DOJ report: Louisville police engaged in pattern of violating constitutional rights

U.S. Attorney General Merrick Garland said the Louisville Metro Police Department engaged in a pattern of violating constitutional rights Wednesday.  

He said "some officers have demonstrated disrespect for the people they are sworn to protect." 

A Justice Department report said the Louisville Police Department "discriminates against Black people in its enforcement activities," uses excessive force and conducts searches based on invalid warrants. It also said the department violates the rights of people engaged in protected speech, like the street protests in the city in the summer of 2020 after Breonna Taylor's death. 

Garland said some officers have assaulted people with disabilities and called Black people disparaging names. 

He added the "report finds that LMPD uses excessive force including unjustified neck restraints and the unreasonable use of police dogs and tasers."  

READ MORE: Breonna Taylor’s boyfriend settles lawsuits over deadly shooting during police raid 

FILE - A photo of Breonna Taylor is seen among other photos of women who have lost their lives as a result of violence during the 2nd Annual Defend Black Women March in Black Lives Matter Plaza on July 30, 2022 in Washington, DC. (Leigh Vogel/Getty Images for Frontline Action Hub)

The DOJ  findings also showed some officers "have videotaped themselves throwing drinks at pedestrians from their cars." 

A probe into the Louisville Metro Police Department was launched by the DOJ after the wrongful death of Taylor. 

In 2020, Taylor was asleep with her boyfriend in her home when officers executed a "no knock" warrant, shooting her to death.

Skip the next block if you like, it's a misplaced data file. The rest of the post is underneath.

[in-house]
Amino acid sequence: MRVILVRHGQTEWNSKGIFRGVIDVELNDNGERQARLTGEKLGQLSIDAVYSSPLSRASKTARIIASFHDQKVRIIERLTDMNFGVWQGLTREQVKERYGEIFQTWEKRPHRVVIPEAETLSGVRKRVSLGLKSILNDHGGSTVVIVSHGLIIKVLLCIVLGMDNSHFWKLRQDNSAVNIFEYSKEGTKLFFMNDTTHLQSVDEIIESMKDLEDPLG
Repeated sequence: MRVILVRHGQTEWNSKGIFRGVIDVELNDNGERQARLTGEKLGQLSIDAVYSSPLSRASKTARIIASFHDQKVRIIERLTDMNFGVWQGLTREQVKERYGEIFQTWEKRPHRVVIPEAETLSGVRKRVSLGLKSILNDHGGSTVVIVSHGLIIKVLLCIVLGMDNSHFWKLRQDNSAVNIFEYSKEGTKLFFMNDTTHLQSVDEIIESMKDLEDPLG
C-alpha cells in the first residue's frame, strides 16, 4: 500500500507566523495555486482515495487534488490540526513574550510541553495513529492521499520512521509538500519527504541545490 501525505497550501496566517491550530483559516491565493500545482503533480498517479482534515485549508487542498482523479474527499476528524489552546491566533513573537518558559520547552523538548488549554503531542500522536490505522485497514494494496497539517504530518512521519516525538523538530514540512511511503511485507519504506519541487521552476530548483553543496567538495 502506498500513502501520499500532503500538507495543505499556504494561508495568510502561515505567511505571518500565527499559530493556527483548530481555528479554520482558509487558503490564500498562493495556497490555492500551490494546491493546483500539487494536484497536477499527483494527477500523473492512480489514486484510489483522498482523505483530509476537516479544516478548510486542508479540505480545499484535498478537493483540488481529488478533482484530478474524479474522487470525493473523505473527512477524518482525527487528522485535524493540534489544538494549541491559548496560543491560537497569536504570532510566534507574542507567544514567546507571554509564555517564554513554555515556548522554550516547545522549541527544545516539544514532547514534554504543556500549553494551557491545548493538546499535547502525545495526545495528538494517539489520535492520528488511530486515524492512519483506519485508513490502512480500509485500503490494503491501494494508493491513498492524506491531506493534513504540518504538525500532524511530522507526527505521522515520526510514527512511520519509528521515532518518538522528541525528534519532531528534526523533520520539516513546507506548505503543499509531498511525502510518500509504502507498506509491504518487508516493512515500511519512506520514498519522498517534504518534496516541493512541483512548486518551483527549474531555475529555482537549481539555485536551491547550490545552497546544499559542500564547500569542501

It was learned later that Taylor had nothing to do with the crime they were investigating. 

Also Wednesday, the Justice Department announced it will review the Memphis Police Department policies on the use of force, de-escalation strategies and specialized units in response to the fatal beating of Tyre Nichols during an arrest. The 29-year-old motorist died Jan. 10, three days after his violent arrest. 

Ken Belkin, a criminal defense and civil rights lawyer, believes these findings and recommendations are also designed to  send a message to police departments around the country. 

FILE - A screen at the entrance of Mississippi Boulevard Christian Church displays the celebration of life for Tyre Nichols on Feb. 1, 2023, in Memphis, Tennessee. (Lucy Garrett/Getty Images)

"I think it sends a message that some departments need to join the 21st century and stop doing some of the things that we now have become more evolved and more enlightened that we know are kind of massive violations of people's civil rights," Belkin told FOX 5 New York. 

The Associated Press contributed to this report.